Beautiful? Maybe not in the Time magazine cover way, but spectacular, yes. Somewhere in amongst those red days, there were moments, usually in the dead of night when I was sitting half naked in a rocker, holding a sizeable nursing newborn whilst I slipped in and out of sleep, where I felt a clarity – an awareness that we had something really special going on. We needed each other. That symbiotic, miraculous in utero relationship was not over, it had merely transformed into another, equally interdependent relationship on the outside.

And the funny thing is, those first few weeks, as much as they were one long, blurry, breastfeeding bonanza, really did pass quickly. And it did get so much easier. So. Much. Easier. Feeds got somewhat shorter. Sleeping got more consistent and somewhat longer. (Not that it mattered, bedsharing is a truly blissful and loved up way to sleep and nurse at the same time. Multitasking at its best.)

My goal to nurse Ava for at least six months grew to one year, then from one to two years and now, on the brink of turning two, I still feel like it may be another year or so before we stop. Because she still needs it in some very essential ways, and I am still happy to give that to her.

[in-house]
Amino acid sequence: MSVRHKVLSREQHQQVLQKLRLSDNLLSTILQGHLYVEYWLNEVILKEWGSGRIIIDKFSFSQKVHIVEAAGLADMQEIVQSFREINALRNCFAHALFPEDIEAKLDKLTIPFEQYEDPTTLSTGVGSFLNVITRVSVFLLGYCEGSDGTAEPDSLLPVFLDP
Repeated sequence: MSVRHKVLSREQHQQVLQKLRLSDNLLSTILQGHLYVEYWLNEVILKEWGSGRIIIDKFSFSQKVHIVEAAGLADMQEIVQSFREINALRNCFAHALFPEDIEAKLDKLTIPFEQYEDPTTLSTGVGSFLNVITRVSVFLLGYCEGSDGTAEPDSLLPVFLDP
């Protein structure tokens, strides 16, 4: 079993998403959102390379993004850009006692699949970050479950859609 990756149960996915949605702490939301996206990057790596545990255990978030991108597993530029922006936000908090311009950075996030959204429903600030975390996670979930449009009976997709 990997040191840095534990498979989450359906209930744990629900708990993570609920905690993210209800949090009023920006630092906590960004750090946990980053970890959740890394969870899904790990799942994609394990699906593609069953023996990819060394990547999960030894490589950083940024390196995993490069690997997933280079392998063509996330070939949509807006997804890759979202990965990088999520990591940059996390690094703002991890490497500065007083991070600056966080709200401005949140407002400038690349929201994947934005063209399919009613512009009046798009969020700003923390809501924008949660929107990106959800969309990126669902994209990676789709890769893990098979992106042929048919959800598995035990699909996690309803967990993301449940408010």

That's not to say that extended, or 'sustained breastfeeding' as I prefer (more accurate, surely) does not have its own set of challenges. Even though Ava doesn't need it in the way she did at the beginning, I still can't be away from her for too long because I know she would miss both me and my breasts. That means no wild or crazy nights out, no staying anywhere overnight. And on days when I am feeling particularly 'touched out', I am all too eager for my husband to get back from work so I can take a very real leave of absence where I can sob quietly into a bag of crisps or scream into a pillow for half an hour. 

And let’s not pull any punches. This is a walking, talking, joking child I am nursing, in no way still a baby. This is a child who will squeel ‘boobies!’ whenever she sees me getting changed or having a shower. A child who tells me ‘away’ when she is done with one breast and wants the other. A child who calls her favourite breast (the right, by the way) ‘big milk’, because that’s the one she likes to stay on for a while.

I know some people are a little freaked out by the thought of nursing a child so competent and so un-baby like. There’s the idea that once a child can ask for milk, it’s too old to be getting it. Well, Ava was signing for milk from 6 months old so that makes no sense, and as a newborn, she had very specific cries to ask for milk.